News Release

Making mini-magnets

Researchers at the University of Tsukuba develop a method that paves the way to observe the quantum anomalous Hall effect inside an iron and tin telluride topological insulator, which could lead to new quantum computers and energy efficient devices

Peer-Reviewed Publication

University of Tsukuba


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Credit: University of Tsukuba

Tsukuba, Japan—A new device has been fabricated that can demonstrate the quantum anomalous Hall effect, in which tiny, discrete voltage steps are generated by an external magnetic field. This work may enable extremely low-power electronics, as well as future quantum computers.

If you take an ordinary wire with electrical current running through it, you can create a new electrical voltage perpendicular to the flow of current by applying an external magnetic field. This so-called Hall effect has been used as part of a simple magnetic sensor, but the sensitivity can be low. There is a corresponding quantum version, called the quantum anomalous Hall effect that comes in defined increments, or quanta. This has raised the possibility of using the quantum anomalous Hall effect for the purpose of constructing new highly conductive wires or even quantum computers. However, the physics that leads to this phenomenon is still not completely understood.

Now, a team of researchers led by the Institute of Materials Science at the University of Tsukuba have used a topological insulator material, in which current flows at the interfaces but not through the bulk, to induce a quantum anomalous Hall effect. By using a ferromagnetic material, iron, as the top layer of the device, the magnetic proximity effect can produce magnetic ordering without introducing disorder that would be caused by an alternative method of doping with magnetic impurities. "Current produced by the quantum anomalous Hall effect can travel along the interface of a layer without dissipation, which might be utilized in novel energy-saving devices" says Professor Kuroda Shinji.

To manufacture the device, a thin film of a single-crystal heterostructure consisting of an iron layer on top of tin telluride was grown on a template using molecular beam epitaxy. The researchers measured the magnetization of the surface using neutrons, which have a magnetic moment but no electrical charge. They found that the ferromagnetic order penetrates about two nanometers into the tin telluride layer from the interface with iron and can exist even at room temperature. "Our research points the way towards a means for realizing next-generation spintronics and quantum computational devices," Professor Kuroda says. These applications may require layers that exhibit the quantum anomalous Hall effect, which this research has shown is possible and can be easily produced.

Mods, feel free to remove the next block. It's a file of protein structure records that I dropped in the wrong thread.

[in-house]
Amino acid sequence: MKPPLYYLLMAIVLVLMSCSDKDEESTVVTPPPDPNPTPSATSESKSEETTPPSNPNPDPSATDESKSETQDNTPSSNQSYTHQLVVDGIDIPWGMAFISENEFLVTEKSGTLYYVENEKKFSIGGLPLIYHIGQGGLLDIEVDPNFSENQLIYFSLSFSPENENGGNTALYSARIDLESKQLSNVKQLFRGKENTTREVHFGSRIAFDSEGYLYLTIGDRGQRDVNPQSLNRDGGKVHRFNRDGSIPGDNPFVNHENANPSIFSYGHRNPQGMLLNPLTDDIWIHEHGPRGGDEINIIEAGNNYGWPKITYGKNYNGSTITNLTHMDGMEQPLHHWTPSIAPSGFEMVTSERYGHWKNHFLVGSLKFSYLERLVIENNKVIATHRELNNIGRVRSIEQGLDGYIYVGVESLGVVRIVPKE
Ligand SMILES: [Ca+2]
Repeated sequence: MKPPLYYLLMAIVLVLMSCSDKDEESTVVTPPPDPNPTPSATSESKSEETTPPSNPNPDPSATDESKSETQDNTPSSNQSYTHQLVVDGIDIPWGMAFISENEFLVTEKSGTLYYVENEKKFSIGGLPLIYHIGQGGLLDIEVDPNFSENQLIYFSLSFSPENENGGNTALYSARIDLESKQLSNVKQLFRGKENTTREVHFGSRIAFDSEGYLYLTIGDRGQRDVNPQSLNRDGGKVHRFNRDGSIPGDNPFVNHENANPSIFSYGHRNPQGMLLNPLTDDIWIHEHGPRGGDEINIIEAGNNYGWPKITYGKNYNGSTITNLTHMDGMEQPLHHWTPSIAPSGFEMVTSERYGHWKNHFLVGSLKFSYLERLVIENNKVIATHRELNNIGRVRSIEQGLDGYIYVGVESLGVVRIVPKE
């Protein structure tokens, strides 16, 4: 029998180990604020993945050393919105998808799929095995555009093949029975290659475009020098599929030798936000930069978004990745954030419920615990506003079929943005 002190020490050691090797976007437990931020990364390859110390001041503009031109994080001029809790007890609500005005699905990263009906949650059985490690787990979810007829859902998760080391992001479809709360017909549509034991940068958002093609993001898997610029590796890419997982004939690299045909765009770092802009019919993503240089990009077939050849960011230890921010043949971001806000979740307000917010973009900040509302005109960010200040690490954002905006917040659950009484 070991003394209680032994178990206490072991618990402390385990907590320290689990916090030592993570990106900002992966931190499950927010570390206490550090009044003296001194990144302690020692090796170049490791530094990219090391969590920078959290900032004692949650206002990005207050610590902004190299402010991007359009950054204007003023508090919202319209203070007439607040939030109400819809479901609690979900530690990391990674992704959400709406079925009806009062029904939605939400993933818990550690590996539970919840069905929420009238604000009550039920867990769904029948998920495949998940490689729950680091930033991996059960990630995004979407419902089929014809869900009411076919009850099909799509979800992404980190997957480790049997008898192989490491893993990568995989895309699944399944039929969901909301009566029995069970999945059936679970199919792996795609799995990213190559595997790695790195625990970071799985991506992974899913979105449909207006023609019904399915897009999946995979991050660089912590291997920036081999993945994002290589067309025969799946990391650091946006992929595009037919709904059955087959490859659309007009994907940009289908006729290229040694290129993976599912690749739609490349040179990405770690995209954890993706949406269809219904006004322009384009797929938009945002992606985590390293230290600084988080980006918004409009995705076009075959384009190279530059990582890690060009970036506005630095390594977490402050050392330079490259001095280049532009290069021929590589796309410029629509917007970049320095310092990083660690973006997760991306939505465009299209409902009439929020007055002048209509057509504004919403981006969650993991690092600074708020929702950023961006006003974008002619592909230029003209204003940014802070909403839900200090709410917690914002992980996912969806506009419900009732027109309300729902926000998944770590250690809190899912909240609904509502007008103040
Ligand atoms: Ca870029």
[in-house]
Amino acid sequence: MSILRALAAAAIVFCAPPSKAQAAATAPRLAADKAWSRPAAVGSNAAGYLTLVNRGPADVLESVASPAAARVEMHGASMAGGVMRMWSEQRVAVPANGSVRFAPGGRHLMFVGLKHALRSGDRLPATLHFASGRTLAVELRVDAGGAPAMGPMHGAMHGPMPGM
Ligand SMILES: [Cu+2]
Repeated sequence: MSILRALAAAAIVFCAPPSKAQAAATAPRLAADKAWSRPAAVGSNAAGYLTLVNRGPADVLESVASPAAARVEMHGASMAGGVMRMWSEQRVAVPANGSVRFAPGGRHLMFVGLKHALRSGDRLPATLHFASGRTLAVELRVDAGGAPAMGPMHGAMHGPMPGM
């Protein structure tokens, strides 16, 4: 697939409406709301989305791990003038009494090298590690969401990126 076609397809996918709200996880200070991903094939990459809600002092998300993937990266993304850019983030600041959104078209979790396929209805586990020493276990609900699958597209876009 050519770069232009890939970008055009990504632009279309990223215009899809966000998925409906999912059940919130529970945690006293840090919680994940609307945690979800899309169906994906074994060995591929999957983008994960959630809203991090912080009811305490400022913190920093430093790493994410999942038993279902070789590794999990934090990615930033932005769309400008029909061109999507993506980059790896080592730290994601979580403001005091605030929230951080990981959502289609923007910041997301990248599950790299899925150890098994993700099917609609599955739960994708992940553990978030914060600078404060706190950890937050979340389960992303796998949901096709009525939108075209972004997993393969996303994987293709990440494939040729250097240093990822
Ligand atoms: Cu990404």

This work was partially supported by a Grant-in-Aid for Scientific Research 16H02108, 18H01857, and 20H02616, a Grant-in-Aid for Young Scientists 26870086, a Grant-in-Aid for Challenging Exploratory Research 18K18732, and Innovative Areas "Topological Materials Science" 16H00983 and 15K21717, from Japan Society for the Promotion of Science.

Original Paper

The work is published in The Journal of Physical Chemistry Letters as "Direct Probe of the Ferromagnetic Proximity Effect at the Interface of SnTe/Fe Heterostructure by Polarized Neutron Reflectometry" (DOI:10.1021/acs.jpclett.2c01478).


Professor KURODA Shinji
Faculty of Pure and Applied Sciences, University of Tsukuba

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Faculty of Pure and Applied Sciences

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